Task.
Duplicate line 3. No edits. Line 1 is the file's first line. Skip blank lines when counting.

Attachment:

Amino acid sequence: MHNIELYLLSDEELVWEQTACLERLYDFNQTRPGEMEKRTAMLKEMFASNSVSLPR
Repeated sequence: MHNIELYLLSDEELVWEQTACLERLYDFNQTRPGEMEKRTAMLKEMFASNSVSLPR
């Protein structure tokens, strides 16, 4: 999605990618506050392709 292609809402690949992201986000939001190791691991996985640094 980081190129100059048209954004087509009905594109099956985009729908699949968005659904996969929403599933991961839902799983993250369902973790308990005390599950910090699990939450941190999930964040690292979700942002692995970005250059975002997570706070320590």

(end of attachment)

């Protein structure tokens, strides 16, 4: 999605990618506050392709 292609809402690949992201986000939001190791691991996985640094 980081190129100059048209954004087509009905594109099956985009729908699949968005659904996969929403599933991961839902799983993250369902973790308990005390599950910090699990939450941190999930964040690292979700942002692995970005250059975002997570706070320590």